So basically, we had a booth where we couldn’t really install the products, and because of his design, you could not really see the product clearly when in use. Also, even if we could get the fans installed, they would be too high for anyone to touch or inspect.
We ended up leveraging on Augmented Reality (AR) to create a blended experience for our visitors. We used paper pinwheels to create sounds that would mimic nature while leaning on AR to provide the landscape. This booth design brought the brand to the front pages of our national media and my client was elated. We ended up with tremendous exposure for the brand and its new design.
I will never forget this project as it was presented to me with, what I would have considered at the time, impossible constraints. I still tell this story to my interns and new hires to drive home the point that design is powered by imagination. And when it comes to imagination, nothing is impossible.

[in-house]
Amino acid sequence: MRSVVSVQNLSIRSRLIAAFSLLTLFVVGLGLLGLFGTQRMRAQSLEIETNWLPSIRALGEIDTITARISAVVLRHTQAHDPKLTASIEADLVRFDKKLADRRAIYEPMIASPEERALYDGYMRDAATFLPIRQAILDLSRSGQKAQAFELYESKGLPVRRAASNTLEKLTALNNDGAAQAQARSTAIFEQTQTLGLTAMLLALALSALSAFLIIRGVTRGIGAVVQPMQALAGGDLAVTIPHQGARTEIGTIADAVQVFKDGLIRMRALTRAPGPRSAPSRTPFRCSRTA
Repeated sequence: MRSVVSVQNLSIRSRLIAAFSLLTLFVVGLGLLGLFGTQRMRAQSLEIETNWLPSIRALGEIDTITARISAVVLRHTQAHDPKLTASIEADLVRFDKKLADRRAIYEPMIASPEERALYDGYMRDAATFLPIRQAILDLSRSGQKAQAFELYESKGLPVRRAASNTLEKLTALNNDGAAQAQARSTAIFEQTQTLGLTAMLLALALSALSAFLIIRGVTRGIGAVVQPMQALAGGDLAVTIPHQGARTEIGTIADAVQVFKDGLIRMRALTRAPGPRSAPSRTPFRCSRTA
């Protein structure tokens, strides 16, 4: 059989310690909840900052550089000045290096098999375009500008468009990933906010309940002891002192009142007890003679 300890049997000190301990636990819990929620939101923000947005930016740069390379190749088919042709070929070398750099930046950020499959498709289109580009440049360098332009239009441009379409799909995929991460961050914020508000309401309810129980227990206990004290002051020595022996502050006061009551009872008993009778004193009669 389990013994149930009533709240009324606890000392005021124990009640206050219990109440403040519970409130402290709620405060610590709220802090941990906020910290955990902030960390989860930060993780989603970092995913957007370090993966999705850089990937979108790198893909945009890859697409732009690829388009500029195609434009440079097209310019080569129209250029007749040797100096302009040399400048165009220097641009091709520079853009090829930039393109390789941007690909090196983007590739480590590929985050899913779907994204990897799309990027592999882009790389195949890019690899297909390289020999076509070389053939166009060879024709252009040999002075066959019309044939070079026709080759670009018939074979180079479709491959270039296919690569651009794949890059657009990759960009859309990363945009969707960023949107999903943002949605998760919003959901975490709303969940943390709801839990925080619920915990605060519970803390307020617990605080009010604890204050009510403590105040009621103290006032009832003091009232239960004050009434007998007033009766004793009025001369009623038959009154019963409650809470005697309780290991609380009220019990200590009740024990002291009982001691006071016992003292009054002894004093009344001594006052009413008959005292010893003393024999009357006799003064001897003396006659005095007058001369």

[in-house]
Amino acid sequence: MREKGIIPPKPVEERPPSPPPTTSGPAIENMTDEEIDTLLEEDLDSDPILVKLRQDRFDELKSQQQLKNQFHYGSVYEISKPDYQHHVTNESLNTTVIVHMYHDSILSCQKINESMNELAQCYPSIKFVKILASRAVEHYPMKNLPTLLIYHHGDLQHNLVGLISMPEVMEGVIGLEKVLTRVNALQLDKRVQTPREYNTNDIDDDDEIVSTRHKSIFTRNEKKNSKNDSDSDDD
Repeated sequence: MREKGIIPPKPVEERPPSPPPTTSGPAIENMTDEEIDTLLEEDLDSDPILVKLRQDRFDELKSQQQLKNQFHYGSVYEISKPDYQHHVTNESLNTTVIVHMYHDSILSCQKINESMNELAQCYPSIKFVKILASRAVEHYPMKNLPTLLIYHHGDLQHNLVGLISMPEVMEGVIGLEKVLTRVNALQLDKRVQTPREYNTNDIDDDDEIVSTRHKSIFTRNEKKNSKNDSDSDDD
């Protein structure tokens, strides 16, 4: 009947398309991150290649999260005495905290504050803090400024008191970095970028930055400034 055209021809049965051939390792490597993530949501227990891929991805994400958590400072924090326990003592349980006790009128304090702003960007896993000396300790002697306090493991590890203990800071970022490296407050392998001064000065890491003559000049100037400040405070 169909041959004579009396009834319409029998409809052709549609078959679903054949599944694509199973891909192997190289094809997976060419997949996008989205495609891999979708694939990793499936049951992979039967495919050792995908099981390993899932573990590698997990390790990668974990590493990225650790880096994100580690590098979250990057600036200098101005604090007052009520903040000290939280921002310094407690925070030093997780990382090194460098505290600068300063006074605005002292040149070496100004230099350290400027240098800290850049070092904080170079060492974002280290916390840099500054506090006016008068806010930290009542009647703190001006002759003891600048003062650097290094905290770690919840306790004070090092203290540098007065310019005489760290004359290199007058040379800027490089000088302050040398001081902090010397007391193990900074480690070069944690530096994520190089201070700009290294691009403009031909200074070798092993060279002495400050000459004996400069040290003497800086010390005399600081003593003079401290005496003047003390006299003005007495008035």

TELL US ABOUT YOUR WORK WITH STARCHIE. HOW DID YOU FIRST MEET SILVIA AND HOW HAS THE COLLABORATION BEEN SO FAR?
We were introduced by a mutual friend, and at our first meeting we hit it off immediately. We shared the same vision in creating platforms for Asian designers’ creativity to shine and to serve as their break-through point. It was heart-warming to find a soulmate in design, to create works with someone of natural affinity.
The process of working together on a modular sofa was a milestone for me. It was a meeting of minds and a blending of design sensibilities. The collaboration was made possible because we shared our hearts with each other; it gave me an insight to how a visionary like Silvia thinks and creates.
YOU ARE LECTURING AT BOTH NAFA AND NGEE ANN, SO CLEARLY YOU BELIEVE IN THE IMPORTANCE OF ARTS EDUCATION. WHAT ARE YOU HOPING TO IMPART ON YOUR STUDENTS?